Chemoresistant metastatic disease presents the most serious threat to cancer patients despite the increased arsenal of targeted therapeutic options available to clinicians. While intense study into late-stage cancer progression has revealed a number of mechanisms that contribute to chemoresistance, little is known about the intracellular signaling mechanisms that desensitize cells to cytotoxic chemotherapy. In an effort to address this knowledge gap, we recently performed a large-scale RNA-interference (RNAi) screen intended to comprehensively identify critical kinases and phosphatases in the human genome that alter or modify tumor cell sensitivity to chemotherapeutic agents. In this RNAi screen, we identified a novel phosphatase, MK-STYX, which potently suppressed the response of tumor cells to a wide variety of chemotherapeutic drugs. Our central hypothesis is that MK-STYX specifically controls mitochondrial function by regulating phosphorylation of the machinery required for ATP synthesis, and thereby serves an essential role in the induction of chemotherapeutic-induced cell death. The objective of this project is to determine how MK-STYX regulates cellular ATP levels, and thus modulates intrinsic apoptosis. We propose the following specific aims to address this hypothesis and to understand its significance in the context of metastatic colorectal carcinoma: (1) Identify the catalytic mechanism of MK-STYX in the mitochondria;(2) Identify the mechanism whereby MK-STYX regulates chemoresistance;(3) Establish the role of MK-STYX in colorectal cancer progression and chemoresistance. Consistent with our central hypothesis, we have shown that loss of MK-STYX increases ATP production. Therefore, we predict that the elevation in cellular ATP due to loss of MK-STYX is sufficient to inhibit apoptosome formation and entry into apoptosis. We have shown that MK-STYX interacts with two additional mitochondrial proteins and we will mechanistically determine the mitochondrial function and the molecular consequences of each of these interactions. We have also shown that loss of MK-STYX expression correlates with colorectal cancer progression. To determine whether loss of MK-STYX mediates chemoresistance in vivo, we will test the efficacy of standard chemotherapies on a colorectal xenograft model using cell lines that demonstrate variable expression of MK-STYX, or have been manipulated to decrease endogenous MK-STYX levels. We will also determine the prognostic significance of MK-STYX protein levels in a cohort of patients with colorectal cancer.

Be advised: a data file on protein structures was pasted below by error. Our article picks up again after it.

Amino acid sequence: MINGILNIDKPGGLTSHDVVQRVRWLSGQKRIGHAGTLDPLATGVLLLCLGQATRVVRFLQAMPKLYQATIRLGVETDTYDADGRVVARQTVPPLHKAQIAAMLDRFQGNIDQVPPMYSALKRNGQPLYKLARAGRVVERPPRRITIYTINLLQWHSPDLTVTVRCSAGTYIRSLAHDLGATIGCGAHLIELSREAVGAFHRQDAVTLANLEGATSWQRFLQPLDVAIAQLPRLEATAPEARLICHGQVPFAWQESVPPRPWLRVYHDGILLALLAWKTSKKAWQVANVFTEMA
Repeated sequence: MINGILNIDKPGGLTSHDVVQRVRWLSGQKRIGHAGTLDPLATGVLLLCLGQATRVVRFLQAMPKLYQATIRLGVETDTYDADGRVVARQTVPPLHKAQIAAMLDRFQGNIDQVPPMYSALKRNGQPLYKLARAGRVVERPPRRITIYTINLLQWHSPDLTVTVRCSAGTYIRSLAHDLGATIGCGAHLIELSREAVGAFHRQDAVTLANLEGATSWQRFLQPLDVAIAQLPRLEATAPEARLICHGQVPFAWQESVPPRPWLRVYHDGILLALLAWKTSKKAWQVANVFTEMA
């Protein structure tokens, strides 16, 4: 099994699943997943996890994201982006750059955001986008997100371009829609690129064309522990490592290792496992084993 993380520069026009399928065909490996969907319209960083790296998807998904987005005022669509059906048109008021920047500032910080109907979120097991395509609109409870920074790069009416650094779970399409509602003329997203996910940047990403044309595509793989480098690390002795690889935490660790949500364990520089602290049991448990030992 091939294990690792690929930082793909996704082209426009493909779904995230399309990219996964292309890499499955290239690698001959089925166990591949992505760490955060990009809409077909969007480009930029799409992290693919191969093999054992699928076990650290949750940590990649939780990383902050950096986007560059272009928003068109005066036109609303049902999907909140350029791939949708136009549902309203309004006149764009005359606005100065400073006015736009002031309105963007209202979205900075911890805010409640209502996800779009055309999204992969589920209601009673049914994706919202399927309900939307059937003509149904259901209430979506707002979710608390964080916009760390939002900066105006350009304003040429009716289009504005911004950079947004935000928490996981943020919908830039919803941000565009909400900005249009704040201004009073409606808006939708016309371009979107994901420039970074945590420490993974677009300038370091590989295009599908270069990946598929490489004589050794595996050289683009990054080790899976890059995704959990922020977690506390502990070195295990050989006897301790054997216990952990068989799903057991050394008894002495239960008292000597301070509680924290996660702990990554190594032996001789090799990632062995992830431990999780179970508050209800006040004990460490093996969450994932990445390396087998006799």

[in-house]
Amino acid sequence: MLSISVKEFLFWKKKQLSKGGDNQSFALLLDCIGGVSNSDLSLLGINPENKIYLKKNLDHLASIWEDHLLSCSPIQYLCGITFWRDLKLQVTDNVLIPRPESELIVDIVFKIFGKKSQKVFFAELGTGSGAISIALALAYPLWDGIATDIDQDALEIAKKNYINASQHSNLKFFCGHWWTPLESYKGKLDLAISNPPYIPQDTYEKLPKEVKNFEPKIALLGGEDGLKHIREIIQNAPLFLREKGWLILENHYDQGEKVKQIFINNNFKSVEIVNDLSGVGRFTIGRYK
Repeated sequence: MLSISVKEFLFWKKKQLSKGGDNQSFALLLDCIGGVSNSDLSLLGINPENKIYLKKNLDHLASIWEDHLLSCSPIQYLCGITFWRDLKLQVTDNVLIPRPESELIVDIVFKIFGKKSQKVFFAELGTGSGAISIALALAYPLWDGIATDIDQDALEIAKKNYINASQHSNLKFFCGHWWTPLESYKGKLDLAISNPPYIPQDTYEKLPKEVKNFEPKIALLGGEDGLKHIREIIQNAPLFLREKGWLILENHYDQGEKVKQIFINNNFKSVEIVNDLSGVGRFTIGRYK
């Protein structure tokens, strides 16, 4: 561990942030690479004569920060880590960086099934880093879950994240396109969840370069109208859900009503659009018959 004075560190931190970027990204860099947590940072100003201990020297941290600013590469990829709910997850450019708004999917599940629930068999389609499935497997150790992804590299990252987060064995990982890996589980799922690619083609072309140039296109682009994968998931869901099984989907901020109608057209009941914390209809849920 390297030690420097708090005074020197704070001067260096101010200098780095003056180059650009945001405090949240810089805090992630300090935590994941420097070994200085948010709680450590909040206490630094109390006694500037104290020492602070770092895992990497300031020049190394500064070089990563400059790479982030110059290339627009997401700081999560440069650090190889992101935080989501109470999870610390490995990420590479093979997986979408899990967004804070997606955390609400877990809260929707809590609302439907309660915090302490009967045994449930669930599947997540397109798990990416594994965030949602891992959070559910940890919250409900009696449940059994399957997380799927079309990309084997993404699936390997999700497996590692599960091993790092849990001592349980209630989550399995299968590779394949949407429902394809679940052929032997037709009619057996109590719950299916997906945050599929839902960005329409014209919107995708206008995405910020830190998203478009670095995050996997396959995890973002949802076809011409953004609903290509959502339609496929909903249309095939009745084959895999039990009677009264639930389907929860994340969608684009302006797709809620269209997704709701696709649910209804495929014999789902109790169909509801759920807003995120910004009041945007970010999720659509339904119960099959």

Our recent identification of thirteen phosphatases that suppress chemoresistance, or whose expression drives chemosensitivity, has provided an avenue for a better understanding of the molecular basis of chemoresistance. If we can determine how loss of expression of these phosphatases leads to the development of chemoresistance, we will be better able to screen for chemoresistance and design rational drug strategies to treat chemoresistant tumors in cancer patients.
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